Child support in Texas is typically paid by the non-custodial parent based on net income guidelines set by the court. Generally, those earning less than $7500/month are expected to contribute 20% of their net income towards support and provide health insurance. Payments continue until the child reaches the age of 18, unless there is a valid reason for not following the standard guidelines.
What is Joint Custody?
Joint Custody refers to a Joint Managing Conservatorship (JMC) which is a legal term that means both parents are awarded almost all of the rights, duties, and privileges of a parent over their children. One parent is awarded the right to determine where the children live and is given the right to receive Child Support. This parent is often referred to as the “primary” joint managing conservator. JMC does not necessarily mean that there will be an exact, even split of the children’s time between the parents.
The Courts in Texas typically order either a Standard Possession Order, which allows for every other weekend visits, or an “Expanded” Standard Possession Order, which increases the length of the visits allowed. If you are a Joint Managing Conservator of your children and feel as though you are not being allowed enough access to them, contact our Galveston child custody attorneys as soon as possible so they may begin the process of either enforcing the Order in place or modifying the Order to allow for more time with your children.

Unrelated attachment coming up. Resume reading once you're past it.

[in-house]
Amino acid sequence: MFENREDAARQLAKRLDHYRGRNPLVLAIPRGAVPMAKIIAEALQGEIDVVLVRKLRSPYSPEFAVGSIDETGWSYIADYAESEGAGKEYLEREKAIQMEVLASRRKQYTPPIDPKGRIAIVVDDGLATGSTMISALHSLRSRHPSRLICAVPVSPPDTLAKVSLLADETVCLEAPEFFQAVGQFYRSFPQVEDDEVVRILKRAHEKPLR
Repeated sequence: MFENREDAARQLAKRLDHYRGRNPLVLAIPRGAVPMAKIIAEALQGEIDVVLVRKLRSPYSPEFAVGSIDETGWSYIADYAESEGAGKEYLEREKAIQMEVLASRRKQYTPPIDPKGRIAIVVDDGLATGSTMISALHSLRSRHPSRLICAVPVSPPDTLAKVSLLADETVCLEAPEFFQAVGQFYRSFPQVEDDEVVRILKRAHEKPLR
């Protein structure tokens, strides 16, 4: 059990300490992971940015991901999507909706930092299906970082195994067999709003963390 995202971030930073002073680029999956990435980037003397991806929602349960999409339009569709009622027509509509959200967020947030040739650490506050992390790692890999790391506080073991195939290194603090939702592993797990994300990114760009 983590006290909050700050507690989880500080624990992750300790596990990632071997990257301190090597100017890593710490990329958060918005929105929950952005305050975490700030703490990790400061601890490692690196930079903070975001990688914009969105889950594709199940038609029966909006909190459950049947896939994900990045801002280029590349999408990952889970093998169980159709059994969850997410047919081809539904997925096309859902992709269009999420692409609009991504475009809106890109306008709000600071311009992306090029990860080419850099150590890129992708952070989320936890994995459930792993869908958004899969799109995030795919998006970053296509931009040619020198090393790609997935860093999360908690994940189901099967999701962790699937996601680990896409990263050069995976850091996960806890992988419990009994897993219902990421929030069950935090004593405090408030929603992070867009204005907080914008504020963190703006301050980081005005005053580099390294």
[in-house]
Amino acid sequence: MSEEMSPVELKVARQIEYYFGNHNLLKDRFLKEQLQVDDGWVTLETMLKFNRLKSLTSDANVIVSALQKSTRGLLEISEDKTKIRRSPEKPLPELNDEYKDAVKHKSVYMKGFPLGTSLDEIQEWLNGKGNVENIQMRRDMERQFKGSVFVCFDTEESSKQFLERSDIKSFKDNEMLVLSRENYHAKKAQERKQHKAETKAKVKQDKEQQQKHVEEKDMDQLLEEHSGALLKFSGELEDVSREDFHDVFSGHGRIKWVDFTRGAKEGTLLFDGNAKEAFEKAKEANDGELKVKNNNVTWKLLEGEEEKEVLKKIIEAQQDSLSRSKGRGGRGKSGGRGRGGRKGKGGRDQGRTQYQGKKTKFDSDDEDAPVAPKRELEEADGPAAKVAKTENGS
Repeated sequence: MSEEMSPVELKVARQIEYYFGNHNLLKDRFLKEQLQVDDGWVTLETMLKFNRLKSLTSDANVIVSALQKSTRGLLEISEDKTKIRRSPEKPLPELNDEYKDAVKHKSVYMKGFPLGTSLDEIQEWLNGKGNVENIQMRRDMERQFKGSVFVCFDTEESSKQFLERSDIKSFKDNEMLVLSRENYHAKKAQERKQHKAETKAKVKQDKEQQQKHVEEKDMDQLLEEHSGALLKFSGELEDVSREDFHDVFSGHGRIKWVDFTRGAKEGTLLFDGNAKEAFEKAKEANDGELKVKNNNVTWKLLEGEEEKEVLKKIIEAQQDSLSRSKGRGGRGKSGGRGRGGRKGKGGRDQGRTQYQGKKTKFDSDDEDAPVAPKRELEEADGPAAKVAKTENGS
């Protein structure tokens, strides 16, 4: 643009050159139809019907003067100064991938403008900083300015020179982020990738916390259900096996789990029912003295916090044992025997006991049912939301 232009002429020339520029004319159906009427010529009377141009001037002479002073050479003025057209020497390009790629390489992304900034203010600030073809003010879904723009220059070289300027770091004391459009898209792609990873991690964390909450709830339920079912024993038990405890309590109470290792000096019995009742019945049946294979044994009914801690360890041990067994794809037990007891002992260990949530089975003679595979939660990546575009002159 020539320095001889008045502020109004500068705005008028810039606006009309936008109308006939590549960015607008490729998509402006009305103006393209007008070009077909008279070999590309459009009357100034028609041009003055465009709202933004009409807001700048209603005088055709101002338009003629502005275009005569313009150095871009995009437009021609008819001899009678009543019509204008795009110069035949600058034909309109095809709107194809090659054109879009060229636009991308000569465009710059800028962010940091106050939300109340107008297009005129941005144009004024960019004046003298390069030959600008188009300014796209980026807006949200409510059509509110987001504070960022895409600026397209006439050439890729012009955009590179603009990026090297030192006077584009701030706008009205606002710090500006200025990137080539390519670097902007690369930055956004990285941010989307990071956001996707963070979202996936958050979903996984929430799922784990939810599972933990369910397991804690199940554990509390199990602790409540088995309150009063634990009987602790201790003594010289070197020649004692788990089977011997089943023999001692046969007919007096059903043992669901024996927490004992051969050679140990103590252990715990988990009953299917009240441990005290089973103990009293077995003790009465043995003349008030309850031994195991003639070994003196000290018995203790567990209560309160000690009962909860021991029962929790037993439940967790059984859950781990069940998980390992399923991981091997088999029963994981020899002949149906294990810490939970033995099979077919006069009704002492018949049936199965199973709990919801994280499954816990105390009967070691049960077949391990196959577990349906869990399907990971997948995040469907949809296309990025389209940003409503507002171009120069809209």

Understanding the Benefits of Co-Parenting
Co-parenting is an arrangement that allows both parents to share in the responsibilities of raising their child or children after a divorce or separation. This approach can be a positive alternative to traditional custody battles, and it can help alleviate some of the emotional stress that children often experience during these challenging times.
At The Law Offices and Mediation Center of Susan M. Edmonson, we believe that co-parenting can provide numerous benefits for families, including:
- Reduced conflict between parents
- Increased stability and consistency for children
- Lower legal costs and reduced stress
- Greater flexibility and control over parenting decisions
- Improved communication and cooperation between parents
We understand that co-parenting may not be the right solution for every family, and we are committed to helping our clients find the best possible outcome for their unique situation. Our experienced family law attorneys and mediators can provide compassionate guidance and legal representation to help you make informed decisions about your child custody case.
Offering Reliable Counsel & Passionate Representation
Determining child support and custody can be the most emotional, stressful challenge you face in the aftermath of divorce. Depend on our Galveston child support attorney at The Law Offices and Mediation Center of Susan M. Edmonson to help you through this trial.